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The Ubud Sacred Monkey Forest Sanctuary, a nature reserve and Hindu temple complex in Ubud, Bali

I experienced some interesting cultural sights as well, such as the Ramayana and barong dance performances at the Pura Dalem – the temple of death, which was all too mystical and colourful.

I didn’t stray too far from Ubud, and decided to restrain my sight seeing to the Monkey Forest which was, quite like the name, full of monkeys in their thick, green jungle; the Pura Saraswati (temple of Saraswati) and the Ubud Art Fair where you can bargain your way into purchasing a room full of souvenirs and knick-knacks that you may have little to no use for. That said, if you are an art lover, you may find some hidden gems to bring back home.

The city tour, I did on my own, walking through the fields, enjoying the breeze and heat in the air both at once, and making short stops at anything that looked touristy.

Another activity is to explore the many walking trails on the ridges across Ubud – with birds, insects, brooks, leaves and paddy for company. Again, you cannot get more steeped in nature than a walk like this.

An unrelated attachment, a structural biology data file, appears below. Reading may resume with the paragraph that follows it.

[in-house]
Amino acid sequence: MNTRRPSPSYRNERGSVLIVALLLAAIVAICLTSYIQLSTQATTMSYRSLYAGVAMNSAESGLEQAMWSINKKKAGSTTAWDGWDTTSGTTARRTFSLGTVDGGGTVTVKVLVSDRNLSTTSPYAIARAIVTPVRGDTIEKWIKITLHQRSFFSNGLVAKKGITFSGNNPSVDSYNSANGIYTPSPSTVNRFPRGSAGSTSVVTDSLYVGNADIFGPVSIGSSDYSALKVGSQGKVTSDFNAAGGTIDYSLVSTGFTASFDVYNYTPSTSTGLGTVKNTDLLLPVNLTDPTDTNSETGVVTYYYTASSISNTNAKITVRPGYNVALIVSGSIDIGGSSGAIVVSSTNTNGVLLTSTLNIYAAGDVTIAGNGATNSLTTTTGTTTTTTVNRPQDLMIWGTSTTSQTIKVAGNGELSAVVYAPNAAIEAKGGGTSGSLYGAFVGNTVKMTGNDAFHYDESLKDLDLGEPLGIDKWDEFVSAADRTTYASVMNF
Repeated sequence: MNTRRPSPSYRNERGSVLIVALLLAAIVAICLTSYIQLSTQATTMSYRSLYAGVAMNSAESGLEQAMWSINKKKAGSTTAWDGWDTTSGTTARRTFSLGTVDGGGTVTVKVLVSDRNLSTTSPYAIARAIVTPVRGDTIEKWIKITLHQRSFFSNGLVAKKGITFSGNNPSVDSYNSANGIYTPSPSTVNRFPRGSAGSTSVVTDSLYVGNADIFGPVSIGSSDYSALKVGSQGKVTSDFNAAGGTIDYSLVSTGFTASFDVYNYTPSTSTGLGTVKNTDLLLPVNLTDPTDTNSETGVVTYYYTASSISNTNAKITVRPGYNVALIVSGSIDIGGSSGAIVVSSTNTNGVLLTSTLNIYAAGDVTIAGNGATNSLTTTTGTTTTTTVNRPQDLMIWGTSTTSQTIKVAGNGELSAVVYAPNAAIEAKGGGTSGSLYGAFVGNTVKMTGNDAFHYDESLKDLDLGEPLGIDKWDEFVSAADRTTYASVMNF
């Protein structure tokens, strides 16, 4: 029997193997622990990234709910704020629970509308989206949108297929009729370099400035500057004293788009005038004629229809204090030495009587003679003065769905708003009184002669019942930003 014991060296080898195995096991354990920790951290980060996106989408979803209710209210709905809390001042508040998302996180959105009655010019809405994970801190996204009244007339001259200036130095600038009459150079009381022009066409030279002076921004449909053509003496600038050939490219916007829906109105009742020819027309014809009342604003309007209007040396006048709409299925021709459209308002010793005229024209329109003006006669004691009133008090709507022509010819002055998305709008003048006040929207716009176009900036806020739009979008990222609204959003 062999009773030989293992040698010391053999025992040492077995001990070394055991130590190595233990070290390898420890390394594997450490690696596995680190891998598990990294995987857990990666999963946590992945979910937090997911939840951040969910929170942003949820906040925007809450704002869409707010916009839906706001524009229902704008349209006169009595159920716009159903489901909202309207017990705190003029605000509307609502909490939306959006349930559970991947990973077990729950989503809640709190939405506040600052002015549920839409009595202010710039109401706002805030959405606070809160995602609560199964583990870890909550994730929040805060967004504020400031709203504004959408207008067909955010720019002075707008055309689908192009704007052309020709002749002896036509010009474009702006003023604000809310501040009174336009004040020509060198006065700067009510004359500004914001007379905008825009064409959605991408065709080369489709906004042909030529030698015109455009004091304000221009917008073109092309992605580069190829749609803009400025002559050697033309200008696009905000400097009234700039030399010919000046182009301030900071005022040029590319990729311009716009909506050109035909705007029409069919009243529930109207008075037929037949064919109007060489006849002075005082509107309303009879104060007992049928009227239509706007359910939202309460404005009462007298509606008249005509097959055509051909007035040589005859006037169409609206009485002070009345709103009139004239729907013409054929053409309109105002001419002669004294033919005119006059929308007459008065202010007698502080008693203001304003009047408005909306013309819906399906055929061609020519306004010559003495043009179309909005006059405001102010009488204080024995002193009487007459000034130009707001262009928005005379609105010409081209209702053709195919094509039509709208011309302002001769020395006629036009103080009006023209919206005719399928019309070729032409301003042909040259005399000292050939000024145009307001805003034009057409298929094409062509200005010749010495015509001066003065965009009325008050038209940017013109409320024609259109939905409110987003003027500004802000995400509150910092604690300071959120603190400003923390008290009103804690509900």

I left Ubud for Kuta-Semminyak, which lies in the south of Bali, close to the international airport. Kuta is a party zone, clubs and cafes and discotheques lining the roads like a beaded necklace. Situated on the shores of the sea, this also brings in the beach-side party goers and surfers. Next to Kuta is Semminyak, which is another party hub, and also a shopping haven for those looking for colourful beach and party wear.

While here, I embarked on a day’s trip to Uluwatu Temple which is perched on a cliff, looking out into a beautiful blue sea with white frothy waves lashing at the shores.

The temple has a long walkway with the sea on one side and a mildly dense forest on the other side, with plenty of monkeys for company. At sunset, this walk and the sea breeze is, in a word, therapeutic.

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One of the best ways to see Bali is on a two-wheeler

Can Bali be experienced in 5 days? You can, but you shouldn’t. There is a lot more of Bali than I experienced. The north, east and west; the hiking trails; the many temples; the cultural richness; the mountains; paddy fields; the architecture, the caves, the waterfalls...

All boxes ticked off. Enjoyed experiences, food had, smiled hard, pleased heart and returned home vowing to go back because beautiful Bali still has a piece of my heart.

So, at the end of it all, did I find myself?

Guess, I need to make another trip.